In U.S. Pat. No. 3,755,150, Mickelson claims a superior catalyst for hydrodesulfurization of the said charges, which catalyst is prepared using an impregnating solution which exhibits a P/MoO3 ratio between 0.1 and 0.25, and has a pH between 1 and 2. Although the investigator establishes that the use of high ratios of phosphorus to molybdenum is critical for obtaining an excellent catalyst in HDS and HDN, no analysis was made of the surface concentration of metals, which is critical. We have discovered that a P/(Mo+Ni) ratio of between 0.7 and 1.1 confers stability and high activity on the catalyst.

In U.S. Pat. No. 4,396,500, Simpson describes a process and a catalyst for hydrotreatment in which the catalyst consists of molybdenum, nickel and phosphorus deposited on a support of the gamma alumina type which has been precalcined at a temperature of 1375 F. The composition of the catalyst contains between 12 and 30% by weight of molybdenum, between 2 and 6% by weight of NiO and between 2 and 6% by weight of phosphorus, calculated as P. It is clear that in the composition of the catalyst, phosphorus is in a stoichiometric ratio with respect to the metal of Group VIII of the Periodic Table, and the said composition does not apply in our case, since only if the phosphorus is in stoichiometric proportions with respect to the Group VIB and Group VIII metals it is possible to obtain maximum efficiency in the composition and in the catalytic activity of the catalyst.

None of the processes of the prior art, for preparing catalysts of hydrotreatment, is there mentioned a process for preparing a catalyst which is active and stable in the hydroconversion of the 370 C.+ fraction of vacuum gas oils to middle distillates, and which also shows excellent activity in HDS and HDN. The high concentration of metals on the surface of the catalyst and the high capacity it possesses for being sulfurized are the features which account for the significant advantages of this new catalyst compared with the catalysts of the prior art. Furthermore, the new catalyst produces less coke than the previous catalysts, which endows it with an additional advantage since it can operate for a longer period (26 months as against 14 months).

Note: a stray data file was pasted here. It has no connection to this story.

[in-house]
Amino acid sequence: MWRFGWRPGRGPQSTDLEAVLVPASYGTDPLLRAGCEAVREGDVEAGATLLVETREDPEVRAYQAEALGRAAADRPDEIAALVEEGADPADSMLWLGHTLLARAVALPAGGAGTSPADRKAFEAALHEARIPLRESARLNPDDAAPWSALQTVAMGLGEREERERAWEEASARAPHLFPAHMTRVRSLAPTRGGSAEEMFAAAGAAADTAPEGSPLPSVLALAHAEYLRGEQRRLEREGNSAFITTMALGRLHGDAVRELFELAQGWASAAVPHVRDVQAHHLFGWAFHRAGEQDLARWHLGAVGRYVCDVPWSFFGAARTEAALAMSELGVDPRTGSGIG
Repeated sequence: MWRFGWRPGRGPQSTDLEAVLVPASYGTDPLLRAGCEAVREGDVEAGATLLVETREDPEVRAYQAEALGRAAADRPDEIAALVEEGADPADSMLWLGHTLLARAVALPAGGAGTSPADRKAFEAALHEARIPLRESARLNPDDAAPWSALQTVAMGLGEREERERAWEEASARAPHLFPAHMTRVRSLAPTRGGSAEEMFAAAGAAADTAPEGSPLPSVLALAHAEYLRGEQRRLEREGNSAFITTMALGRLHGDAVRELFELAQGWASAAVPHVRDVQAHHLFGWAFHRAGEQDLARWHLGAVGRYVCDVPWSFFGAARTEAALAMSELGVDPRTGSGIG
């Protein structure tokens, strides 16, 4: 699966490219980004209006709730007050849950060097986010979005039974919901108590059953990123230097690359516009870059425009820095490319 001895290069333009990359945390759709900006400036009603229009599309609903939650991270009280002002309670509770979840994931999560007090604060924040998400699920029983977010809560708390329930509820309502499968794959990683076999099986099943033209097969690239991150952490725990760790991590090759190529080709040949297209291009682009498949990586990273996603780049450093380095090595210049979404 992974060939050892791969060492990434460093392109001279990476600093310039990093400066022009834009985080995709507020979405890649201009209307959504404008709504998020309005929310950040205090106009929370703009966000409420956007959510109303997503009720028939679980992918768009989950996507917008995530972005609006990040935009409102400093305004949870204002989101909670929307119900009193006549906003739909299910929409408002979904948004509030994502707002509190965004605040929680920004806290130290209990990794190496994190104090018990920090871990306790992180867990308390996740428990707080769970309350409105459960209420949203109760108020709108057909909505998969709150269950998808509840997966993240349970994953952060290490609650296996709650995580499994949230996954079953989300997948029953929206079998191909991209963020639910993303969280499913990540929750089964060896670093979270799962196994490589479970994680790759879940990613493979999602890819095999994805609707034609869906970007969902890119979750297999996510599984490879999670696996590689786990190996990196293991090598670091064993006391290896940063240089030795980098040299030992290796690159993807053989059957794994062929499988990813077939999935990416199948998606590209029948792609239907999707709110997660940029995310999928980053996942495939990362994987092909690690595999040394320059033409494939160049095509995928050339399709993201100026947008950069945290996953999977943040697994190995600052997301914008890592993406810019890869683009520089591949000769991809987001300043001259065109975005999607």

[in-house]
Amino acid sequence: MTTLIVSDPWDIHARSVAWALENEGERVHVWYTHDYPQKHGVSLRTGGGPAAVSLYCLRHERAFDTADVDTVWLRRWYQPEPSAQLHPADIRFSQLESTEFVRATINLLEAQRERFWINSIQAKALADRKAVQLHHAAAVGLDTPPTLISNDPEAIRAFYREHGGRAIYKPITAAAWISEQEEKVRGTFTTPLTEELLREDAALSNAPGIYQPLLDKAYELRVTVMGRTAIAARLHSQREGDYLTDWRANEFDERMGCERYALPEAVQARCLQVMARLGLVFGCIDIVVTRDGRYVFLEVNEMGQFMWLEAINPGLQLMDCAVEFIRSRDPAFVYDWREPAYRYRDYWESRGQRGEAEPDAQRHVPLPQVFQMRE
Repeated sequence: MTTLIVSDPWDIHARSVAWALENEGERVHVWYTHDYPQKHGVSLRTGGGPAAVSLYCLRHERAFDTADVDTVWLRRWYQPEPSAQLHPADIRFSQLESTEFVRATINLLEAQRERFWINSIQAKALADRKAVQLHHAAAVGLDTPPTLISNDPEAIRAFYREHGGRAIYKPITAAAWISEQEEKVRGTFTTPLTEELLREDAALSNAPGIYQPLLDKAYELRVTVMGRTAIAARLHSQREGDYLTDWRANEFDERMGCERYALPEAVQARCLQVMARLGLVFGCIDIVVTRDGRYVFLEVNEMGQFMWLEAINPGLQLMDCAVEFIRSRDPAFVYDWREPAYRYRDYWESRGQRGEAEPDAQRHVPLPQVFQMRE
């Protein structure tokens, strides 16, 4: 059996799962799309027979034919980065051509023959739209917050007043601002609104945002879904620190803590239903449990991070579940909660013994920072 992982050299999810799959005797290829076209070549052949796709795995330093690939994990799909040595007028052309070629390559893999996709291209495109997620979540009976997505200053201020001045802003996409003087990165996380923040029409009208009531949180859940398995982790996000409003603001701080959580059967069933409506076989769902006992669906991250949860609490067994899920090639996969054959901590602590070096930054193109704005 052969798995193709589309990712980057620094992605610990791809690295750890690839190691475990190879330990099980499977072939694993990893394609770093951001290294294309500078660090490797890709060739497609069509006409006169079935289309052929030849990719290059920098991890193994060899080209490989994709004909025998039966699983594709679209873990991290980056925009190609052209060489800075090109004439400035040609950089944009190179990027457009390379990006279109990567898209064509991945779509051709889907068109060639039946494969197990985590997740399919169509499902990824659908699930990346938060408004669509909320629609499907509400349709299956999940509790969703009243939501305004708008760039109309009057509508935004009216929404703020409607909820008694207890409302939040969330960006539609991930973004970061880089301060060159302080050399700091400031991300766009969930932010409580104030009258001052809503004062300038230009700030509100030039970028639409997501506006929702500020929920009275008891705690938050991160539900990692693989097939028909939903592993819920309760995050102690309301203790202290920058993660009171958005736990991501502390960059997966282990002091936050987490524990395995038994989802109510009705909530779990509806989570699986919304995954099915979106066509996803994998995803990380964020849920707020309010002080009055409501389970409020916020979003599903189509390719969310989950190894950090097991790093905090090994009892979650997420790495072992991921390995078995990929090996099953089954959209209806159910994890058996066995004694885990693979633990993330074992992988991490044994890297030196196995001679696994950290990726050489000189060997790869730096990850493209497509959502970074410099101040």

BRIEF DESCRIPTION OF THE DRAWINGS

FIG. 1 is a graph which illustrates the life of the catalyst which is the subject of the present invention and of the catalyst of the prior art, operating under MHC conditions in the hydroconversion of the 370 C.+ fraction, in hydrodesulfurization and in hydrodenitrogenation, respectively.

DETAILED DESCRIPTION

According to the process of the present invention, there is selected a gamma alumina support previously made into extrudates, pellets or spheres, of sizes between 1/8 and 1/40 inches in diameter, preferably of sizes having a diameter between 1/16 and 1/32 inches; which have a surface area between 130 and 300 m2 /g, preferably between 140 and 250 m2 /g; which have a total pore volume between 0.4 and 0.8 cc/g, preferably between 0.45 and 0.75 cc/g, and which have pores between 20 and 500 Angstroms in diameter representing between 60 and 100% of the said total volume, between 70 and 90% of the said total volume preferably having pores between 30 and 300 Angstroms in diameter.

The gamma alumina support, defined above, is placed in contact for a period of between 1 and 60 minutes, preferably between 5 and 50 minutes, with an aqueous solution containing: (a) a soluble salt corresponding to the metal of Group VIB of the Periodic Table which it is desired to deposit, with the object of obtaining a composition including between 5 and 30% by weight of the Group VIB metal on the gamma alumina support, based on the dry weight of the final catalyst and expressed as oxide, (b) a soluble salt corresponding to the metal of Group VIII of the Periodic Table which it is desired to deposit, with the object of obtaining a preferred composition including between 1 and 8% by weight as oxide, based on the dry weight of the final catalyst, and (c) an acid or salt of phosphorus, in stoichiometric amounts with respect to the Group VIB and Group VIII metals with the object of obtaining a composition including between 6 and 38% by weight expressed as P2 O5, based on the dry weight of the final catalyst. This solution has a pH between 0.5 and 3.0 pH units, preferably between 1 and 2 pH units.